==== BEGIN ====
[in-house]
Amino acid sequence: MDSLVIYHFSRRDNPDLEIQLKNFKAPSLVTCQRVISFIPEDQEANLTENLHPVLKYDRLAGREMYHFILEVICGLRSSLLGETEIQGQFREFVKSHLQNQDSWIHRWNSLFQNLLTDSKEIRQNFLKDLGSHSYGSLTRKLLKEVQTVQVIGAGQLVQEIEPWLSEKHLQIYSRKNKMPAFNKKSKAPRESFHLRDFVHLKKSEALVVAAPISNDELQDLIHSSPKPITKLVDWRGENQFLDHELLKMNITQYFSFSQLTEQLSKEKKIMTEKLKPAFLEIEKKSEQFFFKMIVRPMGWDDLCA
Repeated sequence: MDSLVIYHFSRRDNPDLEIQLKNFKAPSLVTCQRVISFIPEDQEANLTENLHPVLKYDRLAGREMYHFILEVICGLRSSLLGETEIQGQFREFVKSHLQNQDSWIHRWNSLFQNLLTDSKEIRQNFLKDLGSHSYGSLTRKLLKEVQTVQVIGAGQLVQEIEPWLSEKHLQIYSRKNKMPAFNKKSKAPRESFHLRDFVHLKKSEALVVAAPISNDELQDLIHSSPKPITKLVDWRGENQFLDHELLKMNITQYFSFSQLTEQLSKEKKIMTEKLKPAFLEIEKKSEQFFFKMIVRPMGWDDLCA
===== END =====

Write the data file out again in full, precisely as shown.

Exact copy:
[in-house]
Amino acid sequence: MDSLVIYHFSRRDNPDLEIQLKNFKAPSLVTCQRVISFIPEDQEANLTENLHPVLKYDRLAGREMYHFILEVICGLRSSLLGETEIQGQFREFVKSHLQNQDSWIHRWNSLFQNLLTDSKEIRQNFLKDLGSHSYGSLTRKLLKEVQTVQVIGAGQLVQEIEPWLSEKHLQIYSRKNKMPAFNKKSKAPRESFHLRDFVHLKKSEALVVAAPISNDELQDLIHSSPKPITKLVDWRGENQFLDHELLKMNITQYFSFSQLTEQLSKEKKIMTEKLKPAFLEIEKKSEQFFFKMIVRPMGWDDLCA
Repeated sequence: MDSLVIYHFSRRDNPDLEIQLKNFKAPSLVTCQRVISFIPEDQEANLTENLHPVLKYDRLAGREMYHFILEVICGLRSSLLGETEIQGQFREFVKSHLQNQDSWIHRWNSLFQNLLTDSKEIRQNFLKDLGSHSYGSLTRKLLKEVQTVQVIGAGQLVQEIEPWLSEKHLQIYSRKNKMPAFNKKSKAPRESFHLRDFVHLKKSEALVVAAPISNDELQDLIHSSPKPITKLVDWRGENQFLDHELLKMNITQYFSFSQLTEQLSKEKKIMTEKLKPAFLEIEKKSEQFFFKMIVRPMGWDDLCA